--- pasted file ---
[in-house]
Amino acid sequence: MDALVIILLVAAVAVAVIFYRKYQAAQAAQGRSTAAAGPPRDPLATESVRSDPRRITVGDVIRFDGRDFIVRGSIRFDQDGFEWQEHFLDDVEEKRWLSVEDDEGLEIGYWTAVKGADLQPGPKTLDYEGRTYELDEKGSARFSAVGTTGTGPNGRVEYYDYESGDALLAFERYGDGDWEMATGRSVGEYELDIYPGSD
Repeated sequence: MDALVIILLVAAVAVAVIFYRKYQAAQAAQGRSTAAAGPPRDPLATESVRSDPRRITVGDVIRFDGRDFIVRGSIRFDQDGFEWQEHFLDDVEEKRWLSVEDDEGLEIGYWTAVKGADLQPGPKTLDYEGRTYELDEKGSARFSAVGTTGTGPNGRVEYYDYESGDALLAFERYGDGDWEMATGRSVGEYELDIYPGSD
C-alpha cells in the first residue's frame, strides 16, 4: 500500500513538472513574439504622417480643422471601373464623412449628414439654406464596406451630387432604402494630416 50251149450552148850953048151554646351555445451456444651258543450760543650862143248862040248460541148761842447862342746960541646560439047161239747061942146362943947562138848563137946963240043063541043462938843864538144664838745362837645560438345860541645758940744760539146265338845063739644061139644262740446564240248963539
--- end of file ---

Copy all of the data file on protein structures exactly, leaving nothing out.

[in-house]
Amino acid sequence: MDALVIILLVAAVAVAVIFYRKYQAAQAAQGRSTAAAGPPRDPLATESVRSDPRRITVGDVIRFDGRDFIVRGSIRFDQDGFEWQEHFLDDVEEKRWLSVEDDEGLEIGYWTAVKGADLQPGPKTLDYEGRTYELDEKGSARFSAVGTTGTGPNGRVEYYDYESGDALLAFERYGDGDWEMATGRSVGEYELDIYPGSD
Repeated sequence: MDALVIILLVAAVAVAVIFYRKYQAAQAAQGRSTAAAGPPRDPLATESVRSDPRRITVGDVIRFDGRDFIVRGSIRFDQDGFEWQEHFLDDVEEKRWLSVEDDEGLEIGYWTAVKGADLQPGPKTLDYEGRTYELDEKGSARFSAVGTTGTGPNGRVEYYDYESGDALLAFERYGDGDWEMATGRSVGEYELDIYPGSD
C-alpha cells in the first residue's frame, strides 16, 4: 500500500513538472513574439504622417480643422471601373464623412449628414439654406464596406451630387432604402494630416 50251149450552148850953048151554646351555445451456444651258543450760543650862143248862040248460541148761842447862342746960541646560439047161239747061942146362943947562138848563137946963240043063541043462938843864538144664838745362837645560438345860541645758940744760539146265338845063739644061139644262740446564240248963539